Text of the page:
- Term Papers and Free Essays

Greek Heros

Essay by   •  August 2, 2015  •  Essay  •  996 Words (4 Pages)  •  1,278 Views

Essay Preview: Greek Heros

Report this essay
Page 1 of 4

Greek Mythology

Hero Essay [pic 1]

         A hero in Greek literature and American literature contrasts in each other’s cultures of what defines a ‘hero’.  The American culture views a hero as being brave, honorable and saving someone or doing a heroic deed. A hero in the Greek culture was a warrior and likely a God. Not every culture has the same views of what makes a hero a hero, but a common similarity is that they show bravery and individual culturist good deeds. In class we’ve studied Greek and American literature about how different heroes are presented in world literature.

        ‘Hero’ is defined in Webster’s Dictionary (pg.277) as “any person, esp. a man, admired for courage, nobility, etc.”  A “Tragic Hero”, according to Aristotle, goes through one or more reversals of fortune leading up to a final recognition of a truth that has remained hidden from him (pg.263). An ‘Epic Hero’ is an epics larger-than-life main character whose mighty deeds reflect the values admired by the society that created the epic (page 1183).  The tragic heroes are Okonkwo, the main character from “Things Fall a Part” and Oedipus Rex, the main character from “Oedipus Rex”. A tragic hero has many events and newly information that causes their downfall.

Oedipus Rex is a tragic hero because of his downfall after learning his true identity of his parents and of his wife being his birth mother. His newly learned information causes his downfall of blinding himself and feeling eternal shame and became an outcast. “Is there any evil wanting? Your father killed his father; sowed the womb of her who bore him; engendered you at the fount of his own existence” (pg.260). Okonkwo is a tragic hero due to his downfall of arrest and suicide coming after he learned the effect of the white missionaries in his village and of his son Nwoye’s leaving. They both show that they are tragic heroes by having a great downfall from pride and tragic events leading to their downfalls. ‘Oedipus Rex’ and ‘Things fall apart’ are similar by both having tragic downfalls and being tragic heroes. Both have to overcome their parents set obstacles and loss of their respect after trying so hard to gain respect. Also by both harming themselves out of pride and not wanting to deal with their shame. The two stories are different by the information learned that causes their downfalls. Okonkwo knew where he came from and his downfall was from the information of others that deal with their decrease of respect for him and their culture and he commits suicide. Oedipus information dealt with his true identity and the truth of his life, he doesn’t commit suicide as Okonkwo did, but instead blinds himself preparing for the eternal life.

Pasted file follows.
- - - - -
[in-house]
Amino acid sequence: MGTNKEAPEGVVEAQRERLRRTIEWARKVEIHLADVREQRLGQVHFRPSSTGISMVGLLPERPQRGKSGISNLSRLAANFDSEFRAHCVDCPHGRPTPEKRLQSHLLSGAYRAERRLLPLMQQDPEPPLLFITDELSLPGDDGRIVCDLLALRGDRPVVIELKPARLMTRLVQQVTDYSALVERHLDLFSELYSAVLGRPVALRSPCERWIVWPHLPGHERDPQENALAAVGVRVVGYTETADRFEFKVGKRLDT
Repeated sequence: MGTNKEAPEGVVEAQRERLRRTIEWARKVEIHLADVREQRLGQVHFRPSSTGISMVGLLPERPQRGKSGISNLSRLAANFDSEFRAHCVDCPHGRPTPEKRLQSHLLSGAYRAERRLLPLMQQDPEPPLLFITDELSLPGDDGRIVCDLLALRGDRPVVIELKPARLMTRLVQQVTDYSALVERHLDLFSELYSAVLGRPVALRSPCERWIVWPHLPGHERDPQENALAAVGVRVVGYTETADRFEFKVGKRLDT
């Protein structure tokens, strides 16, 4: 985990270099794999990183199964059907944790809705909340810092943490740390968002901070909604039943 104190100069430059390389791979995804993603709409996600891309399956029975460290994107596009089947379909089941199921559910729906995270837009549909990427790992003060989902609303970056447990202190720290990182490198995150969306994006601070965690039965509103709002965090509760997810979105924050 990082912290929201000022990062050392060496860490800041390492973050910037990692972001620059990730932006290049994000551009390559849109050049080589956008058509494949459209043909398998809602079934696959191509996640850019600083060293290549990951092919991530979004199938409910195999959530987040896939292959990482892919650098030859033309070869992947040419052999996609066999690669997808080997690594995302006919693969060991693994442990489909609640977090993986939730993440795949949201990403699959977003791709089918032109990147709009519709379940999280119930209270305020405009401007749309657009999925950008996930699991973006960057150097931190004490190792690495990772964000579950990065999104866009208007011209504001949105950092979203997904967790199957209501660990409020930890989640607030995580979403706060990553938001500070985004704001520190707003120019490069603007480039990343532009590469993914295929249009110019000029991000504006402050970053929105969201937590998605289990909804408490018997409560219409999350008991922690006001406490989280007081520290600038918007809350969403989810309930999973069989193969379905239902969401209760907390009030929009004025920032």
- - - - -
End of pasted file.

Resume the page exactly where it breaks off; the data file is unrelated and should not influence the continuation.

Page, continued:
The cultures and customs affected the tragedies to be different in Greek and Ibo by the ways they lived and what they believed. Oedipus blinded himself because in Athens, Greece in 500 B.C they believed in the eternal afterlife and that they would live normal in the afterlife and everything would follow them there, so Oedipus didn’t want to face his parents and the shame in his life for his mistakes. Okonkwo killed himself in shame and his body was now a disgrace and not to be touched. “Lead a great man to be buried like a dog.” (pg.208). The primary motivation in Oedipus was to find King Laius’s murderer and to not have to face his shame; the motivation for Okonkwo was to fight for his tribe and be successful. The conflict in ‘Things’ was about the White missionaries coming into Okonkwo’s village and altering their customs and being exiled. Oedipus’ conflict is about the murder of King Laius and trying to find who was guilty of his murder and of his prophecy. The two conflicts and motivations are different by each having different motivations by trying to find the truth in Oedipus and knowing the truth and not wanting to accept the truth.



Download as:   txt (5.7 Kb)   pdf (111.5 Kb)   docx (8 Kb)  
Continue for 3 more pages »
Only available on